Brain Circuit Involved in Inheritance of Anxiety in Rhesus Monkeys
by Jason von Stietz - July 17, 2015
Anxious parents are likely to have anxious children. This is true of rhesus monkeys as well as humans. Researchers at the University of Wisconsin, Madison utilized positron emission topography (PET) scans to study anxiety in multiple generations of rhesus monkeys. Findings indicated that the inheritance of an over-active brain circuit might set the stage for the development of anxiety or depressive disorders. The study was discussed in a recent issue of NeuroScientistNews:
In rhesus monkey families -- just as in their human cousins -- anxious parents are more likely to have anxious offspring. And a new study in an extended family of monkeys provides important insights into how the risk of developing anxiety and depression is passed from parents to children.
The study from the Department of Psychiatry and the Health Emotions Research Institute at the University of Wisconsin-Madison shows how an over-active brain circuit involving three brain areas inherited from generation to generation may set the stage for developing anxiety and depressive disorders.
The study is published online in the early edition of the Proceedings of the National Academy of Sciences. It shows that elevated activity in this prefrontal- limbic -midbrain circuit is likely involved in mediating the in-born risk for extreme anxiety, anxious temperament that can be observed in early childhood.
"Over-activity of these three brain regions are inherited brain alterations that are directly linked to the later life risk to develop anxiety and depression,'' says senior author Dr. Ned Kalin, chair of psychiatry at the UW School of Medicine and Public Health. "This is a big step in understanding the neural underpinnings of inherited anxiety and begins to give us more selective targets for treatment."
Previous research by Kalin's group has shown that anxious temperament is inherited, and explained the brain circuits involved. About half of children who show extreme anxiety go on to develop stress-related psychiatric disorders later in life.
Monkeys, like humans, can be temperamentally anxious and pass their anxiety-related genes on to the next generation.
By studying nearly 600 young rhesus monkeys from a large multi-generational family, Drs. Andrew Fox, Kalin, and colleagues found that about 35 percent of variation in anxiety-like tendencies is explained by family history.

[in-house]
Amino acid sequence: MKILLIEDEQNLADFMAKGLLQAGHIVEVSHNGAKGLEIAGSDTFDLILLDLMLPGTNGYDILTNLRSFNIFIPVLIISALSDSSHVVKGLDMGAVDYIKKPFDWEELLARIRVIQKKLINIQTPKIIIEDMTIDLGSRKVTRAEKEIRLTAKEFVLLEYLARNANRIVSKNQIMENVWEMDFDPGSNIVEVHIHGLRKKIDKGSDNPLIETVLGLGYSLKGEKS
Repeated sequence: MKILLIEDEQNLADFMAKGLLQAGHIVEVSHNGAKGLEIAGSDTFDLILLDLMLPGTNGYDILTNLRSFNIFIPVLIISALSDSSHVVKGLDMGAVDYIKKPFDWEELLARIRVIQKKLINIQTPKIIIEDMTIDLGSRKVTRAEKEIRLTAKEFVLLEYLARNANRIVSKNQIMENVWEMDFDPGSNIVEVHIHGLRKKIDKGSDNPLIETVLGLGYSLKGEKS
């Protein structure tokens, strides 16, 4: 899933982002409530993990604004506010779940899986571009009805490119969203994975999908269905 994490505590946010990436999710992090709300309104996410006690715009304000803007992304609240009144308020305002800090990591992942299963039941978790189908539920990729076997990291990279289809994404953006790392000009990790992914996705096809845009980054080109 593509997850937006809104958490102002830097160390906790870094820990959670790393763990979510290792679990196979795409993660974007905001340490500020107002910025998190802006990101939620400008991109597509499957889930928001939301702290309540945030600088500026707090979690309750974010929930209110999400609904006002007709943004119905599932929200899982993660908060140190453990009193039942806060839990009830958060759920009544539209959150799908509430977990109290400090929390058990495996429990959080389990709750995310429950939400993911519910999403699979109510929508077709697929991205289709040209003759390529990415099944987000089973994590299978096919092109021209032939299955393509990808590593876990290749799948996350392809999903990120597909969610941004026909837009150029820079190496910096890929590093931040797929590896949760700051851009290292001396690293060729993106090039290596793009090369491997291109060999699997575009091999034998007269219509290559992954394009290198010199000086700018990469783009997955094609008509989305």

To understand which brain regions are responsible for passing anxiety from generation to generation, the authors measured anxiety-related behavior with high-resolution functional and structural brain imaging. They exposed the young monkeys to a mildly threatening situation that a child would also encounter, exposure to a stranger who does not make eye contact with the monkey. During this encounter, they used imaging methods commonly used in humans (positron emission tomography, PET) to identify brain regions in which increased metabolism predicted each individual's level of anxiety.
By closely examining how individual differences in brain function and anxiety-related behavior fall through the family tree, the authors identified brain systems responsible for the parent-to-child transmission of anxiety-related behavior. Using this "genetic correlation" approach, the authors found the neural circuit where metabolism and an early-life anxious temperament are likely to share the same genetic basis.
Interestingly, the brain circuit that was genetically correlated with individual differences in early-life anxiety involved three survival-related brain regions. These regions were located in the brain stem, the most primitive part of the brain; the amygdala, the limbic brain fear center; and the prefrontal cortex, which is responsible for higher-level reasoning and is fully developed only in humans and their primate cousins.
"Basically, we think that to a certain extent, anxiety can provide an evolutionary advantage because it helps an individual recognize and avoid danger, but when the circuits are over-active, it becomes a problem and can result in anxiety and depressive disorders," Kalin explains.
Surprisingly, these studies found that it was the function of these brain structures -- and not their size -- that was responsible for the genetic transfer of an anxious temperament. Although the search for the genetic underpinnings of anxiety have thus far been elusive, this research helps explain how genes might affect brain function and lead to extreme childhood anxiety, which greatly increases the risk to develop anxiety and depressive disorders.
"Now that we know where to look, we can develop a better understanding of the molecular alterations that give rise to anxiety-related brain function,'' Kalin says. "Our genes shape our brains to help make us who we are."
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